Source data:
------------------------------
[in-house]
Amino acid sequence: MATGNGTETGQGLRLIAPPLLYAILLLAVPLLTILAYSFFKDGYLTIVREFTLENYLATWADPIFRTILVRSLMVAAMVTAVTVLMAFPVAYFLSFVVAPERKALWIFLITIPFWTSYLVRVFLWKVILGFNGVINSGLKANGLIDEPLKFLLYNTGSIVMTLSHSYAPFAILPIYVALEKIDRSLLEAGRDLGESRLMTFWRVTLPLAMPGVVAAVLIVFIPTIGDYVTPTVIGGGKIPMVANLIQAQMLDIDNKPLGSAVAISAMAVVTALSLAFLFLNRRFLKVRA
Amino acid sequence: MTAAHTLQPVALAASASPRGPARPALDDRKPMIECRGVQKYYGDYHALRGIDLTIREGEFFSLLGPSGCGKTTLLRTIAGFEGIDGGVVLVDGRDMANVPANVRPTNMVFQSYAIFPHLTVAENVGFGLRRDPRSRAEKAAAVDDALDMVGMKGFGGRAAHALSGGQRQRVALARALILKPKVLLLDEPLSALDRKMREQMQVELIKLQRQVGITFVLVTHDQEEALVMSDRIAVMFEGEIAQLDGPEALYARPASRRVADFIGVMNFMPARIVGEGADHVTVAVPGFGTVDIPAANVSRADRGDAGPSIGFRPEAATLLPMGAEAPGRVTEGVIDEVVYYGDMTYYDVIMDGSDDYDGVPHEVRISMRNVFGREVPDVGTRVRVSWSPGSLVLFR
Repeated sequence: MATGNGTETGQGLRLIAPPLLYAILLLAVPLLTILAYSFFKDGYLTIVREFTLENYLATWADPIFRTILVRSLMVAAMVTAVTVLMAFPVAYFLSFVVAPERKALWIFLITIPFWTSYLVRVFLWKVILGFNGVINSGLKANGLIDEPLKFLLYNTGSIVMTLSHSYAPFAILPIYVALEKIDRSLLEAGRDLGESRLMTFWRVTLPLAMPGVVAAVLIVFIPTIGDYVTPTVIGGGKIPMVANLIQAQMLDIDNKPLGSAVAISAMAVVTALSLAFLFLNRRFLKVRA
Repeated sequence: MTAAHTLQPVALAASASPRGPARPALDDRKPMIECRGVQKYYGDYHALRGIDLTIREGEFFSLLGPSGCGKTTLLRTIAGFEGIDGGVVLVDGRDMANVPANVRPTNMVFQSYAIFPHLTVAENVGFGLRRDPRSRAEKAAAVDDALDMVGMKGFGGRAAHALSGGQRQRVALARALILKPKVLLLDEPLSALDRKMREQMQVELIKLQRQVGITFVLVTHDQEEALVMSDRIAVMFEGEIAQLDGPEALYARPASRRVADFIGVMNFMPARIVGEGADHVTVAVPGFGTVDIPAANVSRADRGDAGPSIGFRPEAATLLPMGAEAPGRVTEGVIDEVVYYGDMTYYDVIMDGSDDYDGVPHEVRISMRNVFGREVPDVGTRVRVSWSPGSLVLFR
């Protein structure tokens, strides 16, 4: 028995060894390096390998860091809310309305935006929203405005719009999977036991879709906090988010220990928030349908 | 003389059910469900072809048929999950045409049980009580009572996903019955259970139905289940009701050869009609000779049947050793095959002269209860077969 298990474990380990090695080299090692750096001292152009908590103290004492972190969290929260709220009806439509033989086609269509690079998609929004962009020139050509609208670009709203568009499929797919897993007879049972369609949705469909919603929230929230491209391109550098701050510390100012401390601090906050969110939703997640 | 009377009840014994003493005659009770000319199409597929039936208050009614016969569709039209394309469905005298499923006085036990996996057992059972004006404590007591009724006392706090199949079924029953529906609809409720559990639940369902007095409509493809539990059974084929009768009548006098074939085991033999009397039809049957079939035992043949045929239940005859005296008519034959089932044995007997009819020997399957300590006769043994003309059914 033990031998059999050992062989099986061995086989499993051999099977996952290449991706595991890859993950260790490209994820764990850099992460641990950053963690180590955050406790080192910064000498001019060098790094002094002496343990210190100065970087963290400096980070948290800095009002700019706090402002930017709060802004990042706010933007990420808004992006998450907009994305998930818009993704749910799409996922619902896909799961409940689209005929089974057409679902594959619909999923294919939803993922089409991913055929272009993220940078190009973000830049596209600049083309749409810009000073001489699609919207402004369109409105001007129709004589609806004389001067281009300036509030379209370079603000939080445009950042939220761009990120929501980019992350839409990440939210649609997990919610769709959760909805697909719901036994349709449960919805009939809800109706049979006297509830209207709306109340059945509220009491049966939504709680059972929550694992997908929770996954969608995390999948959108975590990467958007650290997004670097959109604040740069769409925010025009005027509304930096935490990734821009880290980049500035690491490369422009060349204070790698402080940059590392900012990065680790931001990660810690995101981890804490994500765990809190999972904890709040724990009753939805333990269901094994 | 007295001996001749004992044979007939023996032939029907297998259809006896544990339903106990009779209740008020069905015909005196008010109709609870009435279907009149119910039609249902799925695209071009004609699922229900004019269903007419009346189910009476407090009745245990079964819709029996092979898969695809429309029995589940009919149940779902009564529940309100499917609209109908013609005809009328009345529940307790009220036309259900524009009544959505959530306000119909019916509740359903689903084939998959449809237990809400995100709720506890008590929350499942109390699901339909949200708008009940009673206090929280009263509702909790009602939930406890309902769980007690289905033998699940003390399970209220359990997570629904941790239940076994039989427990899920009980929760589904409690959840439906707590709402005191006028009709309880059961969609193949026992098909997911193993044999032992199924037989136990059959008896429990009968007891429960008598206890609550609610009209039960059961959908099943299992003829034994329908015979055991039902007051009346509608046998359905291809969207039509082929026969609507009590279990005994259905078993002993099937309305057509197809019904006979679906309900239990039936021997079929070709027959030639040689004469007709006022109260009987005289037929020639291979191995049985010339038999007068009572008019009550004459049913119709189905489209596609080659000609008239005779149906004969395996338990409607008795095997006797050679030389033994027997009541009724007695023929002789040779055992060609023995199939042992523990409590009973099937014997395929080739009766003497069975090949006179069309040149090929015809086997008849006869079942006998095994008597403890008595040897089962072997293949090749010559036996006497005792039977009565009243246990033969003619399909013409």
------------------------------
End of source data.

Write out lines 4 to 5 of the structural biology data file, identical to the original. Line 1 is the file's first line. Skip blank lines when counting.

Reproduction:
Repeated sequence: MATGNGTETGQGLRLIAPPLLYAILLLAVPLLTILAYSFFKDGYLTIVREFTLENYLATWADPIFRTILVRSLMVAAMVTAVTVLMAFPVAYFLSFVVAPERKALWIFLITIPFWTSYLVRVFLWKVILGFNGVINSGLKANGLIDEPLKFLLYNTGSIVMTLSHSYAPFAILPIYVALEKIDRSLLEAGRDLGESRLMTFWRVTLPLAMPGVVAAVLIVFIPTIGDYVTPTVIGGGKIPMVANLIQAQMLDIDNKPLGSAVAISAMAVVTALSLAFLFLNRRFLKVRA
Repeated sequence: MTAAHTLQPVALAASASPRGPARPALDDRKPMIECRGVQKYYGDYHALRGIDLTIREGEFFSLLGPSGCGKTTLLRTIAGFEGIDGGVVLVDGRDMANVPANVRPTNMVFQSYAIFPHLTVAENVGFGLRRDPRSRAEKAAAVDDALDMVGMKGFGGRAAHALSGGQRQRVALARALILKPKVLLLDEPLSALDRKMREQMQVELIKLQRQVGITFVLVTHDQEEALVMSDRIAVMFEGEIAQLDGPEALYARPASRRVADFIGVMNFMPARIVGEGADHVTVAVPGFGTVDIPAANVSRADRGDAGPSIGFRPEAATLLPMGAEAPGRVTEGVIDEVVYYGDMTYYDVIMDGSDDYDGVPHEVRISMRNVFGREVPDVGTRVRVSWSPGSLVLFR